Wednesday, October 22, 2014

What’s going down on the farm? Questions you’d ask a farmer if she were your best friend.

Seriously, what’s going on with GMOs?  What are GMOs, anyway?

GMO stands for genetically modified organisms.  If you’ve ever grown a garden, you know that it’s not easy.  Now, imagine that your garden crop is your field and your job.  Imagine that you’re responsible for providing food for your country. (If this were my garden, we would all starve.)  Guess what?  People keep trying to do a better job. 

For about 10,000 years, farmers have been picking desirable characteristics of plants and crossbreeding them to get better plants – ones that grow better or taste better.  Now, lab technicians insert genes from one plant into another to speed the process along.  They can also be more precise this way.  For an in depth view from Popular Science, read: How to genetically modify a seed, step by step. 

GMOs allow farmers to use less water, land, and pesticides to produce more food.  For instance, we grow corn to feed our cattle.  The corn seed we buy has been genetically modified to be more resistant to drought.

From the U.S. Farmers & Ranchers Alliance page: “Since 1995, food from GM seeds has been commercially available and has been proven safe for human and animal consumption. No other crops have been more studied or subject to greater scientific review. GM seeds undergo testing for safety, health and nutritional value – and regulation is overseen by The Food and Drug Administration (FDA), The U.S. Department of Agriculture (USDA), Animal and Plant Health Inspection Service and the Environmental Protection Agency (EPA).”

But!  None of that matters if people think that GMOs are evil and killing us all.  I’m a firm believer in choice – I think we all are – but I also want people to have a deep understanding of what GMOs are, why farmers use them, and why they were developed in the first place.  Farmers are consumers just like you – we only want the best for our families, too.  My family has been farming here for 135 years.  We care about our land, our water, our animals, our product, and ultimately – you!
What’s the difference between organic milk and regular milk?  What’s up with antibiotics and hormones?

Good news for anyone wondering!

Conventional and organic milk have no antibiotics in it.

Conventional and organic milk have hormones in it.  (All milk has natural hormones.)

All milk is tested repeatedly on the farm and at the lab to ensure that it is antibiotic free.  We don't feed any antibiotics to cows.  We only give them medicine when they're sick, and then we don't milk them into the tank when they have the medicine still in their systems.  Then when they're better and the medicine is out of their system - only then do we begin milking them again.  No one wants antibiotics in the milk - the farmer or the consumer.

As for hormones - in Michigan, farmers don't give their cows hormones to help them produce more milk.  (We never have on this farm, either.)  When farmers did it in the past, there was no way to tell the synthetic hormone from the natural hormone, because cows already produced it.  (So there was no test for it.)  But when consumers didn't want it, farmers stopped using it.  In Michigan, that happened in 2008.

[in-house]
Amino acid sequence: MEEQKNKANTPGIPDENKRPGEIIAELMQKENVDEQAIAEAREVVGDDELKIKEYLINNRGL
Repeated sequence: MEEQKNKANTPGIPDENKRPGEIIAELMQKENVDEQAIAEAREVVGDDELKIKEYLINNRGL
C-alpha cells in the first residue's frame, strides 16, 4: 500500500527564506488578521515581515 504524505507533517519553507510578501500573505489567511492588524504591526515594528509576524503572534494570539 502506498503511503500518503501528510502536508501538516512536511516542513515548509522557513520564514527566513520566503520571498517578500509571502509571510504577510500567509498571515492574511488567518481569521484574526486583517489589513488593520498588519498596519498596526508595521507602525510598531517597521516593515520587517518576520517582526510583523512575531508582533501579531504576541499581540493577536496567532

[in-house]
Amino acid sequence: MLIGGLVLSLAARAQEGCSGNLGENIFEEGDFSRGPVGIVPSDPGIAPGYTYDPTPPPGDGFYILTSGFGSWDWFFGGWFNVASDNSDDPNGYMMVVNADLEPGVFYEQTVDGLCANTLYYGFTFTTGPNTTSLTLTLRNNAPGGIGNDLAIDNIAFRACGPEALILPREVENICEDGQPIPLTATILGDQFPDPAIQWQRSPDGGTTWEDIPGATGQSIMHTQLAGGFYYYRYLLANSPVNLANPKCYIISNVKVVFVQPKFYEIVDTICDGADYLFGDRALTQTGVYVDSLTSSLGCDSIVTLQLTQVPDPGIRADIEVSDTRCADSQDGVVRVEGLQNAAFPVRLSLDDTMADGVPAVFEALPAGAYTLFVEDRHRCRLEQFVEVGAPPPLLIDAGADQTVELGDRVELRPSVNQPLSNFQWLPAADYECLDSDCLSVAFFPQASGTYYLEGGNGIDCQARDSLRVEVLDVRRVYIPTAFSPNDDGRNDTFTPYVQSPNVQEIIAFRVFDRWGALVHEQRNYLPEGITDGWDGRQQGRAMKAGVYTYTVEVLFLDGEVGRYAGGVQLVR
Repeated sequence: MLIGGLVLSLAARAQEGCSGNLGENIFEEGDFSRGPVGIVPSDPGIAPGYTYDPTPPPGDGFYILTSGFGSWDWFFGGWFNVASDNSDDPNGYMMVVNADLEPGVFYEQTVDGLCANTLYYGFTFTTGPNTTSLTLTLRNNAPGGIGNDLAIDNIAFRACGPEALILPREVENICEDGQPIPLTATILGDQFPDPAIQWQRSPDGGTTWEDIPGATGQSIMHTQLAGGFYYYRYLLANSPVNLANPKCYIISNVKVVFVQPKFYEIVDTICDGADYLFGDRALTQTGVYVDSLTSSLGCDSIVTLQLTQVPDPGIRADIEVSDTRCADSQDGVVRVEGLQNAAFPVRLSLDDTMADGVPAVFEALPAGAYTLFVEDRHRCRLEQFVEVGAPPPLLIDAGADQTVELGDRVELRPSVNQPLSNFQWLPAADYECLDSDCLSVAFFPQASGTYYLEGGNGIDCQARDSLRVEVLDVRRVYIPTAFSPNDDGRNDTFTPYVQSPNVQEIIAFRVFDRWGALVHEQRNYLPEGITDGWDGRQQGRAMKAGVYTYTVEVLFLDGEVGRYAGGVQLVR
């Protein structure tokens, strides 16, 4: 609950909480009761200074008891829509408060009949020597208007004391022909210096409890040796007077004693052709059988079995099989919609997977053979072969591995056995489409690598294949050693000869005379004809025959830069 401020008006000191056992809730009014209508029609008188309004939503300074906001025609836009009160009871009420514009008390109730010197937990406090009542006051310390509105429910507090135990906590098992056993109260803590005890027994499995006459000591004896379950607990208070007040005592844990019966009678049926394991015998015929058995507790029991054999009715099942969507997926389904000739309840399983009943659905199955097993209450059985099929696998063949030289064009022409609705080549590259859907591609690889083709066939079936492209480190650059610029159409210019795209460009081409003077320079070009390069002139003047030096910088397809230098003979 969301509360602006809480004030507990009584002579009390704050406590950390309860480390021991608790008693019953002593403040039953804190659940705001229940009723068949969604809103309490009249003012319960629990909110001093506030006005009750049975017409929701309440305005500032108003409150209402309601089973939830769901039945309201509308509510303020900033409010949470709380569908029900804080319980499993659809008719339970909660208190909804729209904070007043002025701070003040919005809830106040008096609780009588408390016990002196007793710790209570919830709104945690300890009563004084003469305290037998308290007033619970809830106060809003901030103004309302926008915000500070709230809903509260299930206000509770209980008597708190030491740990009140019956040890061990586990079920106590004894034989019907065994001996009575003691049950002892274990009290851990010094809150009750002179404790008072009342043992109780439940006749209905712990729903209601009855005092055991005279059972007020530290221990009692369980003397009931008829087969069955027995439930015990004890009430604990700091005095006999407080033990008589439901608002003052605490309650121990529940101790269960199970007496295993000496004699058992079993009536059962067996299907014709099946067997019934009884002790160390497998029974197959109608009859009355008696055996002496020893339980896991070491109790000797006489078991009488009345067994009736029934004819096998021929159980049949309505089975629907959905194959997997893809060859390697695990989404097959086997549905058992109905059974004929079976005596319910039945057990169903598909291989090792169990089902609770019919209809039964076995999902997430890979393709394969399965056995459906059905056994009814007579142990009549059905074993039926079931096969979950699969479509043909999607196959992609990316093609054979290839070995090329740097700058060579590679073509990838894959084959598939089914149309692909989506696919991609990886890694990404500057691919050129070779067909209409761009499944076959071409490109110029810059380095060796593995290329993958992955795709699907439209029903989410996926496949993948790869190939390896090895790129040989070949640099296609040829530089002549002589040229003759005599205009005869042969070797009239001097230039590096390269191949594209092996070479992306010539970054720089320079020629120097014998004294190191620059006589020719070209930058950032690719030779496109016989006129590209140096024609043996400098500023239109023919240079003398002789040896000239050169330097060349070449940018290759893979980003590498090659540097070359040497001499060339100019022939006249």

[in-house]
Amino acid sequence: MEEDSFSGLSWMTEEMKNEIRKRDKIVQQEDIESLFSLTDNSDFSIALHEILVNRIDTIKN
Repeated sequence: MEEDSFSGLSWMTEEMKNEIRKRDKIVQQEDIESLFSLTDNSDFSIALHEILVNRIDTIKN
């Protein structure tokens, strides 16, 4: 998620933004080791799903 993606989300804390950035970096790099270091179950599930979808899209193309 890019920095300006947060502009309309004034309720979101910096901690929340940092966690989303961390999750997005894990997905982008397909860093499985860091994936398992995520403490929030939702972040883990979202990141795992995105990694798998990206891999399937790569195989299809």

I’m hugely in favor of capitalism and choice, and it's easier to make a decision when you know all milk is healthy and nutritious.    

So what is the difference, then? 

The difference is in the farm practice, not the product.  Organic milk comes from cows that are on certified organic farms.  They are fed organic feed, they are not treated with medicine when sick (they are sold or put into a traditional herd), and they have mandated outdoor access.

On our farm, they’re fed feed we grow, given medicine when sick and not milked into the tank until it’s out of their system, and are out on pasture.  We take fantastic care of our animals – just like all farmers try to do. 

There have been many studies – like by the USDA and the American Dietetic Association – that show organic and conventional milk is equally nutritious and safe.

So, once again – it’s America!  You can choose whatever you want in the land of the free and the home of the brave!  We have giant grocery stores at our disposal!  Just know that all farmers – organic and conventional – are trying our best to provide for you.

Isn’t the manure part of farming kind of gross?

Yes.  But only when it’s wet.  Dry manure just seems like dirt.

Here’s a little fun fact for you … many dairy farmers I know have a separate entry to their houses!  Many of them also have separate showers!  Many of them are also in the basement, for good reason.

Farms each have their own smell.  One day Kris came home and I said, “Where have you been?  You smell different.”

(Note – this is the exact opposite of a scene when a wife smells another woman’s perfume on her husband.  I smelled someone else’s farm manure.)

But the truth is - we need manure!  We save it up and spread it on our fields so we can grow well-fertilized crops to feed our cattle.  Our cattle all - with no training! - spread manure on their pasture themselves!

Do our boots have manure on them?  Yes.  Do our barn clothes smell like manure?  Yes.  Do we have a really good washing machine?  Yes.

Manure is just part of working on a farm and living on a farm.  But that’s where we keep it – on the farm.  We don’t ever go out in our work boots and clothes.  

Not even the boys … no matter how much they want to wear their barn boots to the library.

Any questions for me?  Let me know!   You can like the page on Facebook, follow me on Twitter@carlashelley, or sign up to get the blog by good old, old-fashioned email - the form is on the right side of the page.

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